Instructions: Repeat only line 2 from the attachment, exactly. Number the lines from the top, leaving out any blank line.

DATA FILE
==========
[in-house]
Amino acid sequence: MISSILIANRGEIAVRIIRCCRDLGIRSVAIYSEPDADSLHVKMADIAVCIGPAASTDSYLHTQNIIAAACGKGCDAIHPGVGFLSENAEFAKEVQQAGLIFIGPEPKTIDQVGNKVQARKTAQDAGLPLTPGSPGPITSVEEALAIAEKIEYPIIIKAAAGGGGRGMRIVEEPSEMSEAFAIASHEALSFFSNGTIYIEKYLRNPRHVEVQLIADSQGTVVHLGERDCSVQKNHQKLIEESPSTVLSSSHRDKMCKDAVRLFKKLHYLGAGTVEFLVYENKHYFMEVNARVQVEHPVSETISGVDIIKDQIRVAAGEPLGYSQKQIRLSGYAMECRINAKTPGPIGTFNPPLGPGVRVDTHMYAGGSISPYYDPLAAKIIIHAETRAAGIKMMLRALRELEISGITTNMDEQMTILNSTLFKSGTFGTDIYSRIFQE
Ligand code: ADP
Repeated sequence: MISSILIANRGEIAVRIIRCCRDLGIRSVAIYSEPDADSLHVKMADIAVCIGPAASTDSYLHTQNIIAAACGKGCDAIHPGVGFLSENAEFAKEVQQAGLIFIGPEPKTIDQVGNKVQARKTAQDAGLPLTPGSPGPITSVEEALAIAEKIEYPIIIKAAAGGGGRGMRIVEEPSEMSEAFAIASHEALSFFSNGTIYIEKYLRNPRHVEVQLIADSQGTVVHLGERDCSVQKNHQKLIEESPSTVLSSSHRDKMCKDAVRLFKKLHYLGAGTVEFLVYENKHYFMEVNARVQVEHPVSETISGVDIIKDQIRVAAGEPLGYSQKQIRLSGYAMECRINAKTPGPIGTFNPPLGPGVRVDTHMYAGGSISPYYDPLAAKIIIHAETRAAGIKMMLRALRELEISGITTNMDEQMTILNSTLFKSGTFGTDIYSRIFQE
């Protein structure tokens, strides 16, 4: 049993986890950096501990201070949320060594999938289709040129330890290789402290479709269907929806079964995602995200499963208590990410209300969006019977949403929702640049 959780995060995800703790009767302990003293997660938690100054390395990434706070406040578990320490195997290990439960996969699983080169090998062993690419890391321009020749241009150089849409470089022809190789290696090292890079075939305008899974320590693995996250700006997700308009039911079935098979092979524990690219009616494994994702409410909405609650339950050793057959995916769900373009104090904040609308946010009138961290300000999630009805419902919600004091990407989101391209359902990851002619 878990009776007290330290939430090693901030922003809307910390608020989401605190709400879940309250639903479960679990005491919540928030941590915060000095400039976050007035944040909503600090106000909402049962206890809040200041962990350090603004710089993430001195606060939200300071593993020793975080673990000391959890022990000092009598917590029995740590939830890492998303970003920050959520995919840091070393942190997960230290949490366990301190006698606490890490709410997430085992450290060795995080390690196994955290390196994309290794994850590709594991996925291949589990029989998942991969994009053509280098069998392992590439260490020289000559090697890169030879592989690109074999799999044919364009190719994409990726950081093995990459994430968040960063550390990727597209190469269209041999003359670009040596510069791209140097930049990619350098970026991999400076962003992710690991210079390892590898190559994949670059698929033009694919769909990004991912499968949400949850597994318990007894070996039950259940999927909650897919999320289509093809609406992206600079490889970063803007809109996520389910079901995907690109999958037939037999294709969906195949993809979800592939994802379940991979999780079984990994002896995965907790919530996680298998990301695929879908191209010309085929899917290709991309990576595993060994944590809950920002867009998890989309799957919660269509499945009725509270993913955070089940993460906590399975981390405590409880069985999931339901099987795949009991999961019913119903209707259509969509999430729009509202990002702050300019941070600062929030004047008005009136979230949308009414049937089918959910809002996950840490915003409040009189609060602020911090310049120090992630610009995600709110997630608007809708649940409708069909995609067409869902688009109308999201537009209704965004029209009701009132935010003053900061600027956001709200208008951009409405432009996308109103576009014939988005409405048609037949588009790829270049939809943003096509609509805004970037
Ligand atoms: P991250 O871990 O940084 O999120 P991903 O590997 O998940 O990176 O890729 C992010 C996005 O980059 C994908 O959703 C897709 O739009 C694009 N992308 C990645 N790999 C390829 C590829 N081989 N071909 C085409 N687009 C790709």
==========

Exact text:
Amino acid sequence: MISSILIANRGEIAVRIIRCCRDLGIRSVAIYSEPDADSLHVKMADIAVCIGPAASTDSYLHTQNIIAAACGKGCDAIHPGVGFLSENAEFAKEVQQAGLIFIGPEPKTIDQVGNKVQARKTAQDAGLPLTPGSPGPITSVEEALAIAEKIEYPIIIKAAAGGGGRGMRIVEEPSEMSEAFAIASHEALSFFSNGTIYIEKYLRNPRHVEVQLIADSQGTVVHLGERDCSVQKNHQKLIEESPSTVLSSSHRDKMCKDAVRLFKKLHYLGAGTVEFLVYENKHYFMEVNARVQVEHPVSETISGVDIIKDQIRVAAGEPLGYSQKQIRLSGYAMECRINAKTPGPIGTFNPPLGPGVRVDTHMYAGGSISPYYDPLAAKIIIHAETRAAGIKMMLRALRELEISGITTNMDEQMTILNSTLFKSGTFGTDIYSRIFQE